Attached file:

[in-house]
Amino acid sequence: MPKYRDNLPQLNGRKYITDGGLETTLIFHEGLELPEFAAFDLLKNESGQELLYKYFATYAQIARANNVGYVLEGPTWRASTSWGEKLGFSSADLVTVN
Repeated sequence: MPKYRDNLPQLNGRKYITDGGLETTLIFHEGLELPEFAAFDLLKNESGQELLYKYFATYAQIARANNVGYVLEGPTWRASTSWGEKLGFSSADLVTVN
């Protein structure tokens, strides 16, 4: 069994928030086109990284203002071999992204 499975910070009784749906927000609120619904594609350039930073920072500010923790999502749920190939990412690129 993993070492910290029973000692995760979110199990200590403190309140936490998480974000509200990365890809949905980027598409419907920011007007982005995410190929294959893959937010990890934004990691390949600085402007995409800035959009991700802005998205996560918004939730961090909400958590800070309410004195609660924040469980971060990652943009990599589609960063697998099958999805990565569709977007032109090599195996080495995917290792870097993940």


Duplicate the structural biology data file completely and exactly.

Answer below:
[in-house]
Amino acid sequence: MPKYRDNLPQLNGRKYITDGGLETTLIFHEGLELPEFAAFDLLKNESGQELLYKYFATYAQIARANNVGYVLEGPTWRASTSWGEKLGFSSADLVTVN
Repeated sequence: MPKYRDNLPQLNGRKYITDGGLETTLIFHEGLELPEFAAFDLLKNESGQELLYKYFATYAQIARANNVGYVLEGPTWRASTSWGEKLGFSSADLVTVN
């Protein structure tokens, strides 16, 4: 069994928030086109990284203002071999992204 499975910070009784749906927000609120619904594609350039930073920072500010923790999502749920190939990412690129 993993070492910290029973000692995760979110199990200590403190309140936490998480974000509200990365890809949905980027598409419907920011007007982005995410190929294959893959937010990890934004990691390949600085402007995409800035959009991700802005998205996560918004939730961090909400958590800070309410004195609660924040469980971060990652943009990599589609960063697998099958999805990565569709977007032109090599195996080495995917290792870097993940």